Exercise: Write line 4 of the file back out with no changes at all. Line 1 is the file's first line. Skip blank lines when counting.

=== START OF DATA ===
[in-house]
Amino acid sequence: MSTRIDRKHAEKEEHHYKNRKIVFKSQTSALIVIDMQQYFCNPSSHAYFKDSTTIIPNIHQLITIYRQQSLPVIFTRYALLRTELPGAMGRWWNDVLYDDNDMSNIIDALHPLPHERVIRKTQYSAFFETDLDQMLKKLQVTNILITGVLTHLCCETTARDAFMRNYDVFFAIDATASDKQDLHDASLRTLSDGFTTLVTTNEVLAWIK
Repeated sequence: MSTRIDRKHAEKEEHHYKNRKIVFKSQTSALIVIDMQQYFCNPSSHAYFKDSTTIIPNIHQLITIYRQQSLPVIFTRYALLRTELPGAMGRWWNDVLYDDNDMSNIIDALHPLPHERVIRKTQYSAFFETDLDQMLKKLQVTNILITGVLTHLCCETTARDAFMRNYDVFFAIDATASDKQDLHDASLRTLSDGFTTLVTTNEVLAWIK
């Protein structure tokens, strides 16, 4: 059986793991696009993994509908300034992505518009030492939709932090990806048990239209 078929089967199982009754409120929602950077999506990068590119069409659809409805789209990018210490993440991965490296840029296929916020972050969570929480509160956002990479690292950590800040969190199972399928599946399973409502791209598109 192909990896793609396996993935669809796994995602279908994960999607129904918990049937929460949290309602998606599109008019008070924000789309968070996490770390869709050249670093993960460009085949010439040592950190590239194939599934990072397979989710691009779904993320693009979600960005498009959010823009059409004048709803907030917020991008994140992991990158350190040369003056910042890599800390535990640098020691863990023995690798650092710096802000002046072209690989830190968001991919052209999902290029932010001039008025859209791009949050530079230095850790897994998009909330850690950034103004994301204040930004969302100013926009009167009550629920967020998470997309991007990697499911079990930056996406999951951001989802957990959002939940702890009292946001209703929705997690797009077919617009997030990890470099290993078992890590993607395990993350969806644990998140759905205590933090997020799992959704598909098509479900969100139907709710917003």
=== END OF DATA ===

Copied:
């Protein structure tokens, strides 16, 4: 059986793991696009993994509908300034992505518009030492939709932090990806048990239209 078929089967199982009754409120929602950077999506990068590119069409659809409805789209990018210490993440991965490296840029296929916020972050969570929480509160956002990479690292950590800040969190199972399928599946399973409502791209598109 192909990896793609396996993935669809796994995602279908994960999607129904918990049937929460949290309602998606599109008019008070924000789309968070996490770390869709050249670093993960460009085949010439040592950190590239194939599934990072397979989710691009779904993320693009979600960005498009959010823009059409004048709803907030917020991008994140992991990158350190040369003056910042890599800390535990640098020691863990023995690798650092710096802000002046072209690989830190968001991919052209999902290029932010001039008025859209791009949050530079230095850790897994998009909330850690950034103004994301204040930004969302100013926009009167009550629920967020998470997309991007990697499911079990930056996406999951951001989802957990959002939940702890009292946001209703929705997690797009077919617009997030990890470099290993078992890590993607395990993350969806644990998140759905205590933090997020799992959704598909098509479900969100139907709710917003």